On the contrary, we hold that the dignity and importance of these researches can be in no wise impaired by public recognition of the apparent fact that astrophysics, because of the physical nature of many of its problems and the special methods devised for attacking them, has fairly acquired the right to occupy a place of its own, allied on the one side with astronomy and on the other with physics. In the Astrophysical Journal, as I have said, equal prominence is given to astrophysical and physical papers. [The scope of the Journal is defined in the standing "Notice" published at the end of each number]. The arrangement has proved to be satisfactory to the physicists, and several of those...have declared to me that while they would not wish to join an "Astronomical" Society, they would be glad to give their full support and hearty cooperation to an "Astronomical and Astrophysical Society," whose constitution would accord equal recognition to astronomy, astrophysics and allied departments of physics. This I regard as a sufficient reason for opposing the adoption of the designation "American Astronomical Society" (Hale to Newcomb, 5 Jan. 1899).
Hale, in fact, was in something of a pickle: he had to keep the physicists happy and involved to promote the synergy between disciplines he knew would be best for astrophysics, yet he also knew that disciplinary boundaries were important, and contained sensitivities all round. The best he could hope for was a coalition of parties; astronomy, astrophysics and physics had all coexisted peacefully in his Astrophysical Journal, so he believed that the journal should provide the model for the new society. Otherwise the professional organization of the discipline of astronomy, which Newcomb believed should and perhaps needed to include astrophysics, would fail to adapt to a framework suitable to those who were able to most effectively contribute to the new science, i.e., the physicists. Thus Hale concluded his letter to Newcomb: "I cannot avoid the belief that the best interests of science in this country will be met by developing together these branches, rather than by keeping them apart" (Hale to Newcomb, 5 Jan. 1899).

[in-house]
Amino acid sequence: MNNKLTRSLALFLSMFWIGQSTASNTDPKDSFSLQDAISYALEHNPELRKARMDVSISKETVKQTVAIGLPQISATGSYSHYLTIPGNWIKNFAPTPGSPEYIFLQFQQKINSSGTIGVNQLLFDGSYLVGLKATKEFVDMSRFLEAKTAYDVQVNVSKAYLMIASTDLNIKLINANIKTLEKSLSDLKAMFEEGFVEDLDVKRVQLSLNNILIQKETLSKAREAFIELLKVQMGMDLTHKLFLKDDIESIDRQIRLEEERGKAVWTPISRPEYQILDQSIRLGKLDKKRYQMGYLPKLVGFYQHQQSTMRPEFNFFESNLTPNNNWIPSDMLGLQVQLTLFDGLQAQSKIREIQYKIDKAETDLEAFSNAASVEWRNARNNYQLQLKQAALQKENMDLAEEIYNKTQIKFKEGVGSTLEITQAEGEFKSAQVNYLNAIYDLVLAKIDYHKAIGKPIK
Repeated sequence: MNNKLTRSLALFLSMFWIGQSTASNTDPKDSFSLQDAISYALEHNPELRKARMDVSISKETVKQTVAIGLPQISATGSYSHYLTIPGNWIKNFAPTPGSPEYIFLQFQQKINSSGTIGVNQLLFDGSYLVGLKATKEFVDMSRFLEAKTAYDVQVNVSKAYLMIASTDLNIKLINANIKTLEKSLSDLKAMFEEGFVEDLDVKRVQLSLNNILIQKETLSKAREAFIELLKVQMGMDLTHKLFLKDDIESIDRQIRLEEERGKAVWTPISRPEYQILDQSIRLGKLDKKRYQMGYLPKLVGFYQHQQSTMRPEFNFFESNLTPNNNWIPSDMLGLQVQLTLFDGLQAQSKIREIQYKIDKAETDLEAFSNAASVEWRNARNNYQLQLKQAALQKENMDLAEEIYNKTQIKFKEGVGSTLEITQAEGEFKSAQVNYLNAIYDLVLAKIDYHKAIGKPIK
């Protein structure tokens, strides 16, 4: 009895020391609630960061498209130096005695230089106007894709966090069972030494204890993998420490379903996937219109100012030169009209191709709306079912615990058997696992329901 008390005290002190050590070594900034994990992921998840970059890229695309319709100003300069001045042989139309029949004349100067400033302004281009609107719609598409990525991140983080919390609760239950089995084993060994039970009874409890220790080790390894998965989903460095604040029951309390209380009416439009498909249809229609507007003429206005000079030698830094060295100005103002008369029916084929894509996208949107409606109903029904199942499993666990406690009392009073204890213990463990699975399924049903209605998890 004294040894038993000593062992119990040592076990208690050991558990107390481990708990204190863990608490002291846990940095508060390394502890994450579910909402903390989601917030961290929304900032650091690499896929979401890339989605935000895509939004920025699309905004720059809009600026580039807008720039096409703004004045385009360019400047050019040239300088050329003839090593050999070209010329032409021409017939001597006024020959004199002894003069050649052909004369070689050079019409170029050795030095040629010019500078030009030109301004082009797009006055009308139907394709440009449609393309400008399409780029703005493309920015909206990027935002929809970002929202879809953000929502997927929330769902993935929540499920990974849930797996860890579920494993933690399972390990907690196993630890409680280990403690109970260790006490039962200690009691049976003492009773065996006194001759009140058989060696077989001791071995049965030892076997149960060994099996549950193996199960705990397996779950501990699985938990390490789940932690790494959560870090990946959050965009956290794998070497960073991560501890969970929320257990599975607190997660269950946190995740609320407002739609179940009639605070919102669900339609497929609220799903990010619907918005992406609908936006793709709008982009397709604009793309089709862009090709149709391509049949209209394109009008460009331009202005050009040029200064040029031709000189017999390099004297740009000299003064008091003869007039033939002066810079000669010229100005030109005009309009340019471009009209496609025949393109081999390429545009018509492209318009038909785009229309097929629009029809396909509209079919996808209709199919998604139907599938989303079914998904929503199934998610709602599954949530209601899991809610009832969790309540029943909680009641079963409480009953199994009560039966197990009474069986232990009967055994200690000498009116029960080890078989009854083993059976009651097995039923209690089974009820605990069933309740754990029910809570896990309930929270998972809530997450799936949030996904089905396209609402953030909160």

The argument over the name of the new society thus reached the point in Hale's rhetoric where it was no longer a question of professional rivalries or disciplinary purview. It was now a question of how the society could best serve the science. Newcomb could not resist this latest tactic; in any event he was probably exhausted by Hale's marathon correspondence. Thus Newcomb acquiesced, which led Hale to respond, prophetically: "I wish that we could find a less lengthy name than "Astronomical and Astrophysical Society," but hitherto I have been unable to think of anything shorter that would cover the ground. Keeler favors this now and so do several others with whom I have talked" (Hale to Newcomb, 16 Jan. 1899).
Although some differences still existed over the name and domain of the future society, these disagreements appear to have been settled, at least between Hale and Newcomb, by late January 1899. The Executive Council formally navigated through the remaining opposing views on 18 February 1899 at the Smithsonian Institution in Washington, D.C. where Comstock, Hale, Langley, Morley and Newcomb met with Newcomb in the chair. Ames, Boss, Michelson and Pickering could not attend, but sent letters expressing their opinions. After some argument over the constitution and bylaws of the society, a draft was decided on for ratification by the general membership.
In some ways, however, Hale never gave up. In a typed copy of the constitution, most likely authored by Hale, the first article states that "This association shall be called the American Astronomical and Physical Society," Hale's original choice. This must have been an inadvertent typo and it was caught by Newcomb, who penned in "Astro-" to make it right (AAS Constitution--early working copy, Newcomb Collection). Hale was also not alone in his attempts at last minute changes to the Society's name during the meeting at the Smithsonian. Comstock keenly remembered the Smithsonian meeting: